strategic planning practice management

The idea of strategy is to focus a physician practice on long-term goals, which usually involves mitigating risk to threats and leveraging opportunities. Tactics, on the other hand, focus on navigating near-term obstacles in order to remain operationally viable. Strategy seeks to create a future context for the physician practice. The strategic plan acts as a map of activities and investments necessary to reach the future state.

Strategic planning is an essential business activity. However, several common mistakes must be understood so that practice leaders can guard against them. Pointing out these mistakes is not a criticism of the process but an acknowledgment of improper implementation. Medical practice leaders must recognize both the benefits and the potential pitfalls of strategic planning because it is their responsibility to ensure that strategic planning is conducted properly to achieve the desired goals.

 

The four of the most common planning mistakes to avoid:

 

1. Attempting to forecast and dictate events too far into the future.

In part, this may result from the belief that we can control the future. It is a natural tendency to plan on the assumption that the future will merely be a linear continuation of present conditions, and we often underestimate the scope of changes in direction that may occur. Because we cannot anticipate the unexpected, we tend to believe it will not occur. In fact, most strategic plans are overcome by events much sooner than anticipated by practice leaders.

 

2. Trying to plan in too much detail.

This is not a criticism of detailed strategic planning but of planning in more detail than the conditions warrant. This pitfall often stems from a desire to leave as little as possible to chance. In general, the less certain the situation, the less detail in which we can plan. However, the natural response to the anxiety of uncertainty is to plan in greater detail, to try to cover every possibility. This effort to plan in greater detail under conditions of uncertainty can generate even more detail. The result can be an extremely detailed strategic plan that does not survive the friction of the situation and that constricts effective action.

 

3. The tendency to use planning as a scripting process that tries to prescribe actions with precision.

When practice leaders fail to recognize the limits of foresight and control, the strategic plan can become a coercive and overly regulatory mechanism that restricts initiative and flexibility. The focus for staff members becomes meeting the requirements of the strategic plan rather than deciding and acting effectively.

 

4. The tendency for rigid planning methods to lead to inflexible thinking.

While strategic planning provides a disciplined framework for approaching problems, the danger is in taking that discipline to the extreme. It is natural to develop planning routines to streamline the strategic planning effort. In situations where planning activities must be performed repeatedly with little variation, it helps to have a well-rehearsed procedure already in place. However, there are two dangers. The first is in trying to reduce those aspects of strategic planning that require intuition and creativity to simple processes and procedures. Not only can these skills not be captured in procedures, but attempts to do so will necessarily restrict intuition and creativity. The second danger is that even where procedures are appropriate, they naturally tend to become rigid over time. This directly undermines the objective of strategic planning—enabling the organization to become more adaptable. This tendency toward rigidity is one of the gravest negative characteristics of strategic planning and of strategic plans.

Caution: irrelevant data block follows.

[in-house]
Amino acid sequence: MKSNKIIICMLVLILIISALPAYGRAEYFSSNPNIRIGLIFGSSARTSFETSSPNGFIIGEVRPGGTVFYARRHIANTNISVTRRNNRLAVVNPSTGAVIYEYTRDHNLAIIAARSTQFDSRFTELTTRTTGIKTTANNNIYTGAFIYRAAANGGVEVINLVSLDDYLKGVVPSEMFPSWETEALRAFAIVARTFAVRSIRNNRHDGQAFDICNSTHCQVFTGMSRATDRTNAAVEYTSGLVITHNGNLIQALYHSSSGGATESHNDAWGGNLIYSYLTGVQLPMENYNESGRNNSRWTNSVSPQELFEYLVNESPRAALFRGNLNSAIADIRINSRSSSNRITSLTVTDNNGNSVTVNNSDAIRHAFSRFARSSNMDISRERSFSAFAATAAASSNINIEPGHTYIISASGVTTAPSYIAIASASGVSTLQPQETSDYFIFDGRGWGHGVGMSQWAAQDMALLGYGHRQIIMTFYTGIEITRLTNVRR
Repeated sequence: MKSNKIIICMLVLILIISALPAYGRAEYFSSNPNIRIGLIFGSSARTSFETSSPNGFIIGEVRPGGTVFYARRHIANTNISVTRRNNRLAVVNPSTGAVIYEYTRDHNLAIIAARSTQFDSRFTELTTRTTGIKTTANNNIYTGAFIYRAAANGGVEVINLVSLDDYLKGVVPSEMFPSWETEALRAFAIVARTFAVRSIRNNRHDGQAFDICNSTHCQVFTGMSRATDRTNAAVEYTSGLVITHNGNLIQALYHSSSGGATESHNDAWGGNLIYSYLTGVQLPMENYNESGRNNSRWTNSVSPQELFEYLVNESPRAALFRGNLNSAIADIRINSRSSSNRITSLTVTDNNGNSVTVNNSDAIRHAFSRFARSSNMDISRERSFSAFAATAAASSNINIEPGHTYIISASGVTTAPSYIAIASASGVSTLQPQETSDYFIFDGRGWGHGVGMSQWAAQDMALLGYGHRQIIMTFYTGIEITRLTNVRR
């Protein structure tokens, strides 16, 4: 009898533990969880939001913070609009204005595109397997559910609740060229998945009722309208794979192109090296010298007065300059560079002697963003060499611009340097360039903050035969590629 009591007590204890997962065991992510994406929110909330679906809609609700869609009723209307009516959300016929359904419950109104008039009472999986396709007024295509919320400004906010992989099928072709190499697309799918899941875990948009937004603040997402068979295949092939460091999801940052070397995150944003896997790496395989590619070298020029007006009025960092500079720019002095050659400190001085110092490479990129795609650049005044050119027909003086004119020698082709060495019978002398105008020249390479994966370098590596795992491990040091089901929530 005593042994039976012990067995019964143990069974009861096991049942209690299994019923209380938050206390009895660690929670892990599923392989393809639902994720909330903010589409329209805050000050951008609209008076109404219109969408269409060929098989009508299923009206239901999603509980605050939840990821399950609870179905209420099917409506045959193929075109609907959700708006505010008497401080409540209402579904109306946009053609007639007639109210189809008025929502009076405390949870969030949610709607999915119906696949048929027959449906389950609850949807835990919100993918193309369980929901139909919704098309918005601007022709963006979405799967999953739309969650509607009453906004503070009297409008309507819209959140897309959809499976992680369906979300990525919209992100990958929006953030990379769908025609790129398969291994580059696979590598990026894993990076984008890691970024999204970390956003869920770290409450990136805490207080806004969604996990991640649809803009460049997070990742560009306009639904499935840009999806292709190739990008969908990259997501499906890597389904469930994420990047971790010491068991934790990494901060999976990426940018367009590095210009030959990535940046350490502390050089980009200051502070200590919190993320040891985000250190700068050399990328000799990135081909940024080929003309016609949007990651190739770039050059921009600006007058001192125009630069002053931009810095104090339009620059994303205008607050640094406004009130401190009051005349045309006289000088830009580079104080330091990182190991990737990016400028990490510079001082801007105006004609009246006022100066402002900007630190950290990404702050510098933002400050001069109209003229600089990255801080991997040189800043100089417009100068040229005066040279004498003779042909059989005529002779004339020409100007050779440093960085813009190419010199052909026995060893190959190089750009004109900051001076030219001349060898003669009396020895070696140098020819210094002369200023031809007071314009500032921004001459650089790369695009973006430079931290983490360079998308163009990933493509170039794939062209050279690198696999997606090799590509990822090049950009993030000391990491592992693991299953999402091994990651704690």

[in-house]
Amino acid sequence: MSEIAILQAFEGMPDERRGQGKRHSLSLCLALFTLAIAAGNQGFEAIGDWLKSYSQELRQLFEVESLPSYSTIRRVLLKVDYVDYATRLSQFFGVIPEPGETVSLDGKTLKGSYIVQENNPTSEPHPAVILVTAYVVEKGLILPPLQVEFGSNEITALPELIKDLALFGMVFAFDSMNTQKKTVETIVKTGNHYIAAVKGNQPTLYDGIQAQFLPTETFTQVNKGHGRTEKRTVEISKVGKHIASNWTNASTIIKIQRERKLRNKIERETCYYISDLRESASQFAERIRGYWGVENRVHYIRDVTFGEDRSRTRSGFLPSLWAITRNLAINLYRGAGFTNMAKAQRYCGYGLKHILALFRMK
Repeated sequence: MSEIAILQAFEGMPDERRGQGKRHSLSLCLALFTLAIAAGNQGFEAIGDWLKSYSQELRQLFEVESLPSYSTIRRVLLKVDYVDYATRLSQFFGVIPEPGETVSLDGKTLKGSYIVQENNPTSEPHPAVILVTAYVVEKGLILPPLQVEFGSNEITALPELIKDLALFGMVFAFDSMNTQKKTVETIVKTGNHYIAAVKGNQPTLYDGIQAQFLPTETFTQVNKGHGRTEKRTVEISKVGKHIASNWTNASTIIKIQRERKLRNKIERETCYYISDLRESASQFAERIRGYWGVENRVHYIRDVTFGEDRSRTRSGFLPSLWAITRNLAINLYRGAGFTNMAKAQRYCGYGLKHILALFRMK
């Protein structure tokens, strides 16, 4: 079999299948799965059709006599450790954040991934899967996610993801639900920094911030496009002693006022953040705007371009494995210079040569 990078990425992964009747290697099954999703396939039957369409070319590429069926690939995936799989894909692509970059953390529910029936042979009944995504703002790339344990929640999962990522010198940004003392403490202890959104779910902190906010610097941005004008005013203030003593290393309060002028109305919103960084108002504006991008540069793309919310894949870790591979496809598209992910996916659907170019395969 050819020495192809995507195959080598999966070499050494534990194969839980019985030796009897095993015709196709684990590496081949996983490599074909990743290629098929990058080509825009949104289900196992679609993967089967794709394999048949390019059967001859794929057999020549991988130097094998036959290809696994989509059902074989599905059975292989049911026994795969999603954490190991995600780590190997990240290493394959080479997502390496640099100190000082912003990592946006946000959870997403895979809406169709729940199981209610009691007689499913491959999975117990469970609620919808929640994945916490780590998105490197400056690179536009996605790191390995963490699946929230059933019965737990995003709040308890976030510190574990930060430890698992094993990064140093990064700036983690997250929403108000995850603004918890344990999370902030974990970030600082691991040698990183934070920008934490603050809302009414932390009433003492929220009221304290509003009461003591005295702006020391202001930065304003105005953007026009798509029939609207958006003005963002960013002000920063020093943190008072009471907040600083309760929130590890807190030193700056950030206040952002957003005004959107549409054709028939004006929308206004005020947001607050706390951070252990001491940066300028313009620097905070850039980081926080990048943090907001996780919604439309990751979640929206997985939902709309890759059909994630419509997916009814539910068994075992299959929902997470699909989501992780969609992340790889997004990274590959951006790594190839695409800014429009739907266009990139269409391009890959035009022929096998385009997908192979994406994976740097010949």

The bottom line

Strategic planning is an essential part of practice management helping practice leaders to decide and act more effectively. As such, strategic planning is one of the principal tools used to exercise operational control. Remember though, that strategic planning involves elements of both art and science, combining analysis and calculation with intuition, inspiration, and creativity. To plan well is to demonstrate imagination and not merely to apply mechanical procedures. Done well, strategic planning is an extremely valuable activity that greatly improves practice performance and is an effective use of time. Done poorly, it can be worse than irrelevant and a waste of valuable time. The fundamental challenge of strategic planning is to reconcile the tension between the desire for preparation and the need for flexibility in recognition of the uncertainty of the healthcare industry.

Nick Hernandez, MBA, FACHE
Nick Hernandez, MBA, FACHE, is the CEO and Founder of ABISA, a consultancy specializing in solo and small group practice management. He has consulted with clients in multiple countries and has over 20 years of leadership and operations experience. His emphasis has been on developing and maintaining a strong relationship with physicians and identifying areas for business opportunity and support. He holds MBA degrees in both Operations Management and Information Technology & E-Business Management from Wake Forest University. He is also Board Certified in Healthcare Management and has been named a Fellow of the American College of Healthcare Executives.

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